• Securing the Future and Making Whitelisting Practical:

    Avaya’s SDN Fx IoT solution takes a different approach by providing proxy capabilities for devices to protect existing investments. This lets budgets be focused on innovations that are important to the business strategy. The SDN Fx IoT solution is based on the concept of intelligent profiling to dynamically understand the expected conversation patterns of whitelisted devices. This is important, as devices can be spoofed or hacked. Many IoT devices are in public domains where people may have physical access. They are often implemented by non-IT personnel and may not be secured to the level an enterprise expects. Gaining permission for whitelisting the device is a low threshold most will be willing to accept. From there, IT is free to characterize the traffic patterns of the devices and dynamically narrow the security profiles to a very refined set of flows within the whitelist.

  • Hyper-Segmentation for Hyper-Secure Networks:

    For those looking to evolve their defenses beyond an overlay solution and fully integrate their end-to-end security, Avaya’s SDN Fx provides a perfect complement to the IoT solution with automated connection into hyper-segments directly from the Open Network Adapter. Recently, we announced the hyper-segmentation capabilities of Avaya Networking. This end-to-end segmentation creates isolated traffic lanes within the network that limit where a hacker can go. They can’t get to the core and wreak havoc with sensitive data and operations. With hyper-segmentation, you get on the on-ramp to a dedicated toll road, where you are the only car on the road. Your isolated road leads directly to your destination, with no off-ramps. No one can see you, and you can’t see anyone else. But more importantly you can’t get off at any other destination than your own.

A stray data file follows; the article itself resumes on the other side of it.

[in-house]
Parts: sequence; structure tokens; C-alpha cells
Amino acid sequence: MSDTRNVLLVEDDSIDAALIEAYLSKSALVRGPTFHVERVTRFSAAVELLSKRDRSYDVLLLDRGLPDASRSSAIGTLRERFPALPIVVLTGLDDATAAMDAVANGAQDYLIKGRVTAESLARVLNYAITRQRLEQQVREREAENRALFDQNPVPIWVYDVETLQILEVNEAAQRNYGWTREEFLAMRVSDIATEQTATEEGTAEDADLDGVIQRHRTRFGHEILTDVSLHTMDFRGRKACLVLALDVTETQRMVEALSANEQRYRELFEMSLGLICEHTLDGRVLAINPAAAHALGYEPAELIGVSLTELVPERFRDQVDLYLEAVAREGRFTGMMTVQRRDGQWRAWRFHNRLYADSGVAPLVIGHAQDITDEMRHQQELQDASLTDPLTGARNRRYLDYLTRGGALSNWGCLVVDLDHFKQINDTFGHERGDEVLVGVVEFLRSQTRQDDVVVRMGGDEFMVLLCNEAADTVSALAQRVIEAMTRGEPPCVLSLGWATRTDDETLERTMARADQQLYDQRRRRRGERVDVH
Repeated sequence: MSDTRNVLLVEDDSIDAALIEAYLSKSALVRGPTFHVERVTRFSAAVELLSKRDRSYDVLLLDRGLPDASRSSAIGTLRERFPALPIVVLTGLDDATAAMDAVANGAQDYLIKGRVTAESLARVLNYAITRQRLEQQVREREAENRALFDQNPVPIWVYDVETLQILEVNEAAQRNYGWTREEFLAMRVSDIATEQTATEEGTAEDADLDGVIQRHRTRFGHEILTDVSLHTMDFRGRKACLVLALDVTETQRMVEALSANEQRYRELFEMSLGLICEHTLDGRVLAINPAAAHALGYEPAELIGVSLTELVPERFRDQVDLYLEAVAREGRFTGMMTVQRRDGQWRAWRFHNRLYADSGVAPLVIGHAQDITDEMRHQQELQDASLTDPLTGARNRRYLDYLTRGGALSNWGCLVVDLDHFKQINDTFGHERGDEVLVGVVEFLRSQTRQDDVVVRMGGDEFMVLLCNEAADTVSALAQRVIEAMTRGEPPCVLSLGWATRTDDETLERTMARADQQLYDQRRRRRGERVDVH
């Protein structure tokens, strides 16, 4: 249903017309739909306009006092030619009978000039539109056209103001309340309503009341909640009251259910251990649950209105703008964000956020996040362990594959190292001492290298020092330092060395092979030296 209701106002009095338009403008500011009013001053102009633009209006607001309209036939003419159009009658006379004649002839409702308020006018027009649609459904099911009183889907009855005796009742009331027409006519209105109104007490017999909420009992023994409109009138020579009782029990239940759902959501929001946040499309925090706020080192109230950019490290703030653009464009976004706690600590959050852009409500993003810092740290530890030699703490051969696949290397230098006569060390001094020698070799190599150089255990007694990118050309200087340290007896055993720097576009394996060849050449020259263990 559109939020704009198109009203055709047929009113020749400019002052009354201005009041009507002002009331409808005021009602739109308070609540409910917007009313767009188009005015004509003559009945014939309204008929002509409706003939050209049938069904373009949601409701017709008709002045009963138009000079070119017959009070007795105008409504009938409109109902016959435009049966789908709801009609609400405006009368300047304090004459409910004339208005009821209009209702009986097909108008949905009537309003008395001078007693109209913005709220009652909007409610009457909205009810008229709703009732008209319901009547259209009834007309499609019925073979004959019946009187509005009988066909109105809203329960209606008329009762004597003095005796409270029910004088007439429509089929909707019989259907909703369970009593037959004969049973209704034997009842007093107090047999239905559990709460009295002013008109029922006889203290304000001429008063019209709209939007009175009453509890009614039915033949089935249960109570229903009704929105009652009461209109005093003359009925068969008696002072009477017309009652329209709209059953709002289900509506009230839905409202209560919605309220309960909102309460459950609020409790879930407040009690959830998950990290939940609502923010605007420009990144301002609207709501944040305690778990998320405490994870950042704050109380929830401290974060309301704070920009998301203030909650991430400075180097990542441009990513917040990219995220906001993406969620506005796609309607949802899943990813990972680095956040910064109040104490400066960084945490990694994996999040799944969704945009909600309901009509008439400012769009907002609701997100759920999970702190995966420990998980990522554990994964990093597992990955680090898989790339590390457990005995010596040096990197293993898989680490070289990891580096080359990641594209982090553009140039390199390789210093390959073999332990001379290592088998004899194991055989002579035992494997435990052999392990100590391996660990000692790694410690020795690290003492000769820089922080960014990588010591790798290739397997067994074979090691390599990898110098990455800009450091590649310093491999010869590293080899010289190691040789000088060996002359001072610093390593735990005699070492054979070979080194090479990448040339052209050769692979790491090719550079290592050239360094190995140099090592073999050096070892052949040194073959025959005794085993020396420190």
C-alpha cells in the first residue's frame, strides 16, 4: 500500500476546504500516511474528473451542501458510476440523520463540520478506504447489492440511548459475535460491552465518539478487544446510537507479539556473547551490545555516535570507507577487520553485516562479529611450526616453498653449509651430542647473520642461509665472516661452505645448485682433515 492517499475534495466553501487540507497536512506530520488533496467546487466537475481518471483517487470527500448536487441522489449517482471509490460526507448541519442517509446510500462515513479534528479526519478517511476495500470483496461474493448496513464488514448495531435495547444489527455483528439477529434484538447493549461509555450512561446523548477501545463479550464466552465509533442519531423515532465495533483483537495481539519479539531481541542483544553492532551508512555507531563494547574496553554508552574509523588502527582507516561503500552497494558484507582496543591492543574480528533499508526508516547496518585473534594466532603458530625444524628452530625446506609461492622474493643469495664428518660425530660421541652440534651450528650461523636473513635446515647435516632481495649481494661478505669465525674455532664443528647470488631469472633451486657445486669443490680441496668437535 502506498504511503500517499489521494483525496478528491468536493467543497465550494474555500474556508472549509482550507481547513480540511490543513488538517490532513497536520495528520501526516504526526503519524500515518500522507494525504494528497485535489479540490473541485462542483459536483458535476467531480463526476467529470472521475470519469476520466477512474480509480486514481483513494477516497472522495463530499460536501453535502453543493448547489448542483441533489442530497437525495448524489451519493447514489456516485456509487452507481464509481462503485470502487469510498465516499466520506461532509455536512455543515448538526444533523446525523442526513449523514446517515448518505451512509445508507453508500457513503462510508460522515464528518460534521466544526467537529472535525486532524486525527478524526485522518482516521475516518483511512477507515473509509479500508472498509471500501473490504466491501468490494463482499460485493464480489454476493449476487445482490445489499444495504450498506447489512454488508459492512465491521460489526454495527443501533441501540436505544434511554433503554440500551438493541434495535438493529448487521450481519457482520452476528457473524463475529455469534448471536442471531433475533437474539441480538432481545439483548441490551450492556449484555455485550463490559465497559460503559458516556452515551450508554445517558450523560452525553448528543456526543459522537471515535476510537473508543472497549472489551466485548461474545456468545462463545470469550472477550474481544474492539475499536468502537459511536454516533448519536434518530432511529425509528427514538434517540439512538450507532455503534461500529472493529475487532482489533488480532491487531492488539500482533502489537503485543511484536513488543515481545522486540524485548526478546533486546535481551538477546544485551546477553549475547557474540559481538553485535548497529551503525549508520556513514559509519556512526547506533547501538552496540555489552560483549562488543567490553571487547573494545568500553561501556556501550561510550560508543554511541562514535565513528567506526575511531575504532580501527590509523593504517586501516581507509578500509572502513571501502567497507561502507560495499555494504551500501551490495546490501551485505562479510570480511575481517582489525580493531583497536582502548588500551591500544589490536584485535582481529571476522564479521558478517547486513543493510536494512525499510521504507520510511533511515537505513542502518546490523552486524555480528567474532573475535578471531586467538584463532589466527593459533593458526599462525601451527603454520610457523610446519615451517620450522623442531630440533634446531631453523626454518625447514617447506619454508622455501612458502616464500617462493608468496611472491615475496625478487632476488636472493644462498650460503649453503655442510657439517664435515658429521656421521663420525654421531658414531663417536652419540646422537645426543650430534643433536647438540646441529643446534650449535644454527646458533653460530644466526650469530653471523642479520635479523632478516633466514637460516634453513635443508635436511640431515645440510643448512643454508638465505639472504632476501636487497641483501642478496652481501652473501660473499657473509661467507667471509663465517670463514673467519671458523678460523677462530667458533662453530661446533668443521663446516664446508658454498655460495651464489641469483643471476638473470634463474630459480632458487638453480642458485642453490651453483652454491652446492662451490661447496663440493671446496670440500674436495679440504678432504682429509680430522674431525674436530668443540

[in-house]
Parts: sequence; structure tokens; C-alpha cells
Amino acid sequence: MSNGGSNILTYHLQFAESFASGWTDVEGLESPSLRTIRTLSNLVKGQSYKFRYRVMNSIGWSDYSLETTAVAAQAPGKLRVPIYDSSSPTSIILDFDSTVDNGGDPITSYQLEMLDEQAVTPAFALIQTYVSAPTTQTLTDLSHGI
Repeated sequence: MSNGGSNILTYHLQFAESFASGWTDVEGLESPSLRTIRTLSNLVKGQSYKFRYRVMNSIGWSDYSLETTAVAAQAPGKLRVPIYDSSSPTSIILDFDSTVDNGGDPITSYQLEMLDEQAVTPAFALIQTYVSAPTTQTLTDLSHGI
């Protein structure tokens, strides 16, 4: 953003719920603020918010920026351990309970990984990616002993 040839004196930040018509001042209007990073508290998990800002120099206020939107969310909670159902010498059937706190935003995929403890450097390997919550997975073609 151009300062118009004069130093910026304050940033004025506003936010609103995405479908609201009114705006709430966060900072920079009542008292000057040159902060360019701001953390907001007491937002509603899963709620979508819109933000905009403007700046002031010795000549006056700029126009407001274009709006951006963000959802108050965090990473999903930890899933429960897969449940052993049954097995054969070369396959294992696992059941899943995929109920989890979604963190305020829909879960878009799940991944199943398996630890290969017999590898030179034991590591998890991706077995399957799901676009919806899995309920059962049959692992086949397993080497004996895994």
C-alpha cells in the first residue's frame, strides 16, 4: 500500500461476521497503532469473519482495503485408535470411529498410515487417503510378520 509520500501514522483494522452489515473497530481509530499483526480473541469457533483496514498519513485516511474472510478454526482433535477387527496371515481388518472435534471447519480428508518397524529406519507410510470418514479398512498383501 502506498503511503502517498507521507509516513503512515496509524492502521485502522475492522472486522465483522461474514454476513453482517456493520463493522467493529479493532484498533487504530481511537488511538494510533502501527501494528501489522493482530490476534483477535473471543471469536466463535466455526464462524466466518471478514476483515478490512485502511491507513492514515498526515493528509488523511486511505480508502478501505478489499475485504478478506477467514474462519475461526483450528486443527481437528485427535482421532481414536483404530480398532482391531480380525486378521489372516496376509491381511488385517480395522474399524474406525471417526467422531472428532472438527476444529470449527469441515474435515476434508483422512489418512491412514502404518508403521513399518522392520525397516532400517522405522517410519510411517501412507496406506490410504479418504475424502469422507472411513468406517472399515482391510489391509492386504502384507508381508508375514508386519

Avaya has already done much of the work needed for securing IoT that the other networking vendor is proposing, although we’ve left out those aspects that are not in the best interests of customers and innovation. While they are trying to make this about the network, the network has yet to stop many of the recently publicized breaches.

Any IoT device has the potential to be compromised whether remotely or physically, so end-to-end security is absolutely necessary, but absolutely should not be an old school, proprietary approach. Instead, it starts with micro-segmenting between applications and extends that level of separation and obfuscation out to the device and cloud edges. Anything less is like a football player taking the field with full pads but no helmet. Most hits will be absorbed, but the ones that aren’t can be the most damaging.

What does a Smart City look like? We’re defining it with a new partner

The city of the future is a Smart City, emboldened by technology that folds in government, industry, and consumers. For this to happen, it needs a strong foundation—an infrastructure that can withstand heavy traffic, particularly during times of crisis.

At Avaya, we’re partnering with 22 Capital Partners to prototype the Smart City platform in the Gramercy District in the Washington, D.C. area. 22 Capital Partners approached us as they were looking for a partner with distinctive technical knowledge. Specifically, they wanted automation capabilities for the infrastructure to make it easier to deploy and manage. We’ve already been working on Smart City projects with our customers, such as the City of Taylor, Michigan, which has laid the groundwork for a Smart City Platform.